In guinea pig ventricular myocytes, the L-type calcium current (I (Ca), L) was elicited by voltage-clamp steps that lasted 100 ms and were 50 mV in amplitude from a holding potential of -40 mV (to inactivate INa) to + 10 mV in one step at a frequency of 0.1 Hz. Peak inward current was measured in relation to the holding current. In the set of experiments that examined potassium conduction, ICa,L was blocked by adding 200 [micro sign]M CdCl2to the extracellular solution. In guinea pig cells, recordings of the inward rectifier potassium current (IK1) were obtained using a voltage ramp protocol in which cells were held at -40 mV before their membrane potential was changed linearly from - 120 to +50 mV in 6 s. In guinea pig ventricular myocytes, the delayed rectifier potassium current (I (K)) was studied in cells held at -40 mV and depolarized for 600 ms to test potentials of -30 to +60 mV in 10-mV increments. The IKwas measured at the end of the 600-ms depolarizing pulses. The transient outward potassium current (Ito), present in human ventricular myocytes but poorly developed in guinea pig ventricular myocytes, was recorded in rabbit ventricular myocytes during depolarizing steps from -30 to +60 mV from a holding potential of -90 mV and lasted 200 ms. The Itowas measured as the initial outward peak current. All data were adjusted for a liquid junction potential of - 10 mV.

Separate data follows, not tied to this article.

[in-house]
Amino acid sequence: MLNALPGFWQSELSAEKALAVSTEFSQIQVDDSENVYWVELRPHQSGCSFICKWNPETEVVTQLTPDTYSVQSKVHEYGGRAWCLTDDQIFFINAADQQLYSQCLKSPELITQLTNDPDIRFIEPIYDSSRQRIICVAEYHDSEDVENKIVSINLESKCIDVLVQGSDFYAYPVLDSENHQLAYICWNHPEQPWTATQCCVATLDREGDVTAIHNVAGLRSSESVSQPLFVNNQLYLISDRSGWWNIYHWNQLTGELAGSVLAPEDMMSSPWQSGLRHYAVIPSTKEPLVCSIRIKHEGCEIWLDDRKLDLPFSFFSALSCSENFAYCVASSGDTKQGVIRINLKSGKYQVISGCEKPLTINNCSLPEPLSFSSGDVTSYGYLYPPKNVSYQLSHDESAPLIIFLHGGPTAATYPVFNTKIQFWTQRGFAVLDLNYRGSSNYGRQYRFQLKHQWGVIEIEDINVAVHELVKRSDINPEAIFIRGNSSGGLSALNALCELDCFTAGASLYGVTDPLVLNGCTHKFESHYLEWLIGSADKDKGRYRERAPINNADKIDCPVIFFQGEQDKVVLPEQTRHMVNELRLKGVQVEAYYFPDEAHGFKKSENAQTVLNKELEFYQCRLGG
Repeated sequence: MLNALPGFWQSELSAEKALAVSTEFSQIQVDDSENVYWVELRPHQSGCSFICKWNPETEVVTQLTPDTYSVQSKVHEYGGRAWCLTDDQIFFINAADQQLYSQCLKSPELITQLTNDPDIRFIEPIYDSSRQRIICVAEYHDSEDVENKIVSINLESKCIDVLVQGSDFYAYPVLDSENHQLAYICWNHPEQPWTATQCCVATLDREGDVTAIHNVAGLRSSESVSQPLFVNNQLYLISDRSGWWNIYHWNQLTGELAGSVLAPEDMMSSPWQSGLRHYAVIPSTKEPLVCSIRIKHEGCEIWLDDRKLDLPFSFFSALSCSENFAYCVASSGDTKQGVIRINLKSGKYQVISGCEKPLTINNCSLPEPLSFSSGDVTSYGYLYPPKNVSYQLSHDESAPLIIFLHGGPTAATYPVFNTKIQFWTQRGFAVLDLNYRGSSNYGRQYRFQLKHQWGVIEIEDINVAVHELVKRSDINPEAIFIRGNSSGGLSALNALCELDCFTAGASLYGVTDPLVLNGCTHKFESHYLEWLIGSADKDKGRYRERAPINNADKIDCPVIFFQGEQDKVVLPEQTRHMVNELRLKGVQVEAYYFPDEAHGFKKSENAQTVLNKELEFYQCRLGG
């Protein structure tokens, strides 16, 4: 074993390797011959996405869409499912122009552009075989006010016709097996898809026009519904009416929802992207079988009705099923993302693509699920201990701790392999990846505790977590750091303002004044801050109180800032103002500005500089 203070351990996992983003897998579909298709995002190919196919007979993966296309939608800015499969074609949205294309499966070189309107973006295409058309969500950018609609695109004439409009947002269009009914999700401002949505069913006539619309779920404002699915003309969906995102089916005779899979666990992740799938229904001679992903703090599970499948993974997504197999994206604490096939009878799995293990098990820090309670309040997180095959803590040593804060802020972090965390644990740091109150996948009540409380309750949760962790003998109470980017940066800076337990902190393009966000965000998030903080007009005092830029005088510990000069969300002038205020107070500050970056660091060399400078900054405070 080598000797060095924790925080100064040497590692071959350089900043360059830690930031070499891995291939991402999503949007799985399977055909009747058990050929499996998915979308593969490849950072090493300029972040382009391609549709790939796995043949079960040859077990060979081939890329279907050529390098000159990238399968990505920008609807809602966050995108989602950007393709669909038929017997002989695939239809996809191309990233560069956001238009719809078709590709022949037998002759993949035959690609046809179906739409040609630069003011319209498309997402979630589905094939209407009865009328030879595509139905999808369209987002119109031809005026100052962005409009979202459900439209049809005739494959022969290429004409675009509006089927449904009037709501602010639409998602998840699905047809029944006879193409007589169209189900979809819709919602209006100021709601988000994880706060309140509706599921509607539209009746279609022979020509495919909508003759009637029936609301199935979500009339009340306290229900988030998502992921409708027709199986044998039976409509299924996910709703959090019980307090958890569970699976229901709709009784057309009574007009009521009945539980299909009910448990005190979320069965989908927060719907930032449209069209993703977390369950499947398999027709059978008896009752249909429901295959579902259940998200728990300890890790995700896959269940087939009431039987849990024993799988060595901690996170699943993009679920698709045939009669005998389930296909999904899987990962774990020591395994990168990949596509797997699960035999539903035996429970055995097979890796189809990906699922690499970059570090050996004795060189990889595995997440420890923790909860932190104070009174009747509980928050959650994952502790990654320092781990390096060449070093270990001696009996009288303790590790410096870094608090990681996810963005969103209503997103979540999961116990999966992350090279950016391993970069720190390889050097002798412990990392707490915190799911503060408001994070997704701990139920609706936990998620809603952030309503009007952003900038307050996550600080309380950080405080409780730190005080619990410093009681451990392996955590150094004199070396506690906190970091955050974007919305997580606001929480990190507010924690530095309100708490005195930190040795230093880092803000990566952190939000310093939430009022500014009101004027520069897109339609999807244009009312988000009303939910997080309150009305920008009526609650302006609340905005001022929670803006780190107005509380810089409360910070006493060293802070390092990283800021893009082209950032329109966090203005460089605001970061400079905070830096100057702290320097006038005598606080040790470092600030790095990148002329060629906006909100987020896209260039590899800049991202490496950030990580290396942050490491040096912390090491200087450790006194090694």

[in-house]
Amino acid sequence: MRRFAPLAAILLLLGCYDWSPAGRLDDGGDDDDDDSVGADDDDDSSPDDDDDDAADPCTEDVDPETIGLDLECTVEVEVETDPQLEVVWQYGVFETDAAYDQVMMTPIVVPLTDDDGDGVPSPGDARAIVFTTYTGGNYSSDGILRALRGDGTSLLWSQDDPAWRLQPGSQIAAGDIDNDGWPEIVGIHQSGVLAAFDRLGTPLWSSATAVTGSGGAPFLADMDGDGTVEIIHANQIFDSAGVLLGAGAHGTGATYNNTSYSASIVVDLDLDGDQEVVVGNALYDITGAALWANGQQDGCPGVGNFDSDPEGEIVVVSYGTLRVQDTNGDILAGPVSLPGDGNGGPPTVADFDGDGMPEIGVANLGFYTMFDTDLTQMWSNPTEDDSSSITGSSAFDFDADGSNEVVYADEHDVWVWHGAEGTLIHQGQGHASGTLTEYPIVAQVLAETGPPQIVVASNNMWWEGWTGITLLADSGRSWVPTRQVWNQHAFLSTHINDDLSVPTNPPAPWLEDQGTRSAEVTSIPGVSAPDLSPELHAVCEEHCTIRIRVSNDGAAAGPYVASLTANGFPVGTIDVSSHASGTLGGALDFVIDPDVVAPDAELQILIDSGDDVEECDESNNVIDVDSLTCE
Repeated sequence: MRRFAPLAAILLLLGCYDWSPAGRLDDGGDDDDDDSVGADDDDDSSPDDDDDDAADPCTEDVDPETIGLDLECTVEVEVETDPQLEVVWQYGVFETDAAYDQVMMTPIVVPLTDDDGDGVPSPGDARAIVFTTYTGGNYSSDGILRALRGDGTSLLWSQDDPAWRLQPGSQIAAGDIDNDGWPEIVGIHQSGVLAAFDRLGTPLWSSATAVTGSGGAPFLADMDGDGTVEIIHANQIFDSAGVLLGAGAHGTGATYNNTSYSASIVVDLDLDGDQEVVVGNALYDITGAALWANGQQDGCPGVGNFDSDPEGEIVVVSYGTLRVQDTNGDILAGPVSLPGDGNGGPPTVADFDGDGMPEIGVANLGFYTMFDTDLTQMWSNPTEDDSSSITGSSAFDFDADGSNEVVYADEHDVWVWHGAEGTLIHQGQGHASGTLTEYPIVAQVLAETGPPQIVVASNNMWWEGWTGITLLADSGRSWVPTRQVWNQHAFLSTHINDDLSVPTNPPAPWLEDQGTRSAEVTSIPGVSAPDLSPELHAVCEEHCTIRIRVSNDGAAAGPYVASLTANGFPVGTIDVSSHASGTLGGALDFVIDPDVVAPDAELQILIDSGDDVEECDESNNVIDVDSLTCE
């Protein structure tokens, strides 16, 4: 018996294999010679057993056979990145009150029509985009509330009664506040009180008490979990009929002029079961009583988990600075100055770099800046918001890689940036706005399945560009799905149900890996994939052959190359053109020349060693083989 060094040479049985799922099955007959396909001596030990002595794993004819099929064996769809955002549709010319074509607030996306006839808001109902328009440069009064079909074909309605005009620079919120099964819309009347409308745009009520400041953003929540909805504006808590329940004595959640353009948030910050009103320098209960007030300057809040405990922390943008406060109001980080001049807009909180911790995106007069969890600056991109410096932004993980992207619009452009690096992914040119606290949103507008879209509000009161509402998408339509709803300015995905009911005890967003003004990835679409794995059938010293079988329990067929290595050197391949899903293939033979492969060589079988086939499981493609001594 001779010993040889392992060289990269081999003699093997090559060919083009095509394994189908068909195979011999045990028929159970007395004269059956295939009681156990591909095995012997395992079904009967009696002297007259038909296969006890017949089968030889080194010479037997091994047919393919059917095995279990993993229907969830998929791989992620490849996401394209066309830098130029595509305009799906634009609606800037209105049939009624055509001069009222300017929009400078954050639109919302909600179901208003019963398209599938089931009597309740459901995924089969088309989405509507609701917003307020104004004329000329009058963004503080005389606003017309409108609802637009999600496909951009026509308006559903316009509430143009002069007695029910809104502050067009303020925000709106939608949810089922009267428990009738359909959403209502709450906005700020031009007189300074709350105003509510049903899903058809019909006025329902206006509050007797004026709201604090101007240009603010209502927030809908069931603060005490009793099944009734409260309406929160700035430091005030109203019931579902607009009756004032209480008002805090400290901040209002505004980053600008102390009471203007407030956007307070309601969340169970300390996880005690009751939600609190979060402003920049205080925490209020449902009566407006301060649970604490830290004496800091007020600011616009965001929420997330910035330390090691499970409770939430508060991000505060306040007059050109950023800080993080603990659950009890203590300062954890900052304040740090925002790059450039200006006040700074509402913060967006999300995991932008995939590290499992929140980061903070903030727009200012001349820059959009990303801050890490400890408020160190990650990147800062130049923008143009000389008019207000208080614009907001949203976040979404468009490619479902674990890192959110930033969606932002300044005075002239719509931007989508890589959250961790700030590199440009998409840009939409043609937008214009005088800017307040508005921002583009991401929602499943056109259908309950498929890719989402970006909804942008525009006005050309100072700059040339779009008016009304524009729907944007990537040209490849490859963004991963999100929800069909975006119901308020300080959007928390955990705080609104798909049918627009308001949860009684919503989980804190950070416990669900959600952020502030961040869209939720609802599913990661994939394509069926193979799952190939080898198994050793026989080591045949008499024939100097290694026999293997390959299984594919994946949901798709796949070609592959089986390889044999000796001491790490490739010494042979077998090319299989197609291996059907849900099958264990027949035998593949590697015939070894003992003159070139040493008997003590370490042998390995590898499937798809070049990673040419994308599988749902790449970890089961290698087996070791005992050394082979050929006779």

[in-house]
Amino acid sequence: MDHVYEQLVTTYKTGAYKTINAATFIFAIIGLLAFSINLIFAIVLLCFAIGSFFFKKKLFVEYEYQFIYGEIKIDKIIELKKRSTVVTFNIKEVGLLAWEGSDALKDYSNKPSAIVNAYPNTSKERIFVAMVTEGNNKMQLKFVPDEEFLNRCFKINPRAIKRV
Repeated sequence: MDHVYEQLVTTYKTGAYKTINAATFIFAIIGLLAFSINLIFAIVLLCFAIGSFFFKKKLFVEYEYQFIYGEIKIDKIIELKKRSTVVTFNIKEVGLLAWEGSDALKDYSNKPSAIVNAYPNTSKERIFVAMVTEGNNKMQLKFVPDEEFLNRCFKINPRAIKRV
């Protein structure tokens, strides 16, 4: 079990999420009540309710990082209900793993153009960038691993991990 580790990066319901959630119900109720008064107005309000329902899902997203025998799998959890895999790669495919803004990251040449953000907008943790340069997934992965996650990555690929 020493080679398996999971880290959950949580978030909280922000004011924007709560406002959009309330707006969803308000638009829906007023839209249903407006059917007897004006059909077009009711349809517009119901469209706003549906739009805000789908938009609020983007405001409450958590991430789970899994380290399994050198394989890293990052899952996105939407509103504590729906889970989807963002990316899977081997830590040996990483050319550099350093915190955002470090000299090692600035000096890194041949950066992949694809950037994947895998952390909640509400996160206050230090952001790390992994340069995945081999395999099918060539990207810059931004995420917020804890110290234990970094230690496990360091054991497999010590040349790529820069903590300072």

The APDs at 50%(APD50) and 90%(APD90) repolarization were measured using a custom-made computer template written for Microsoft Excel (Microsoft, Redmond, WA), as previously described. Current data were analyzed using pClamp 6.1 (Axon Instruments). Values are presented as mean +/−SD. Differences among means were analyzed using two-way repeated measures analysis of variance followed by Student-Newman-Keuls testing. In all cases of parametric testing, the assumption of normality was validated using the Kolmogorov-Smirnov test with Lilliefors' correction. A value of P < 0.05 was considered significant.
Action Potential Modeling
Using commercially available computer software (Oxosoft Heart 4.8; Oxosoft, Oxford, UK), action potentials were modeled using an unmodified, improved guinea pig ventricular cell model that includes calcium-dependent inactivation of ICa. After control measurements, each value for ICa,L, IKl, and IKwas adjusted appropriately to a fraction of each respective control current as determined from experimental data. Control and barbiturate-treated model cell action potentials were analyzed as described before to determine APD50and APD90.
Changes in Action Potential Duration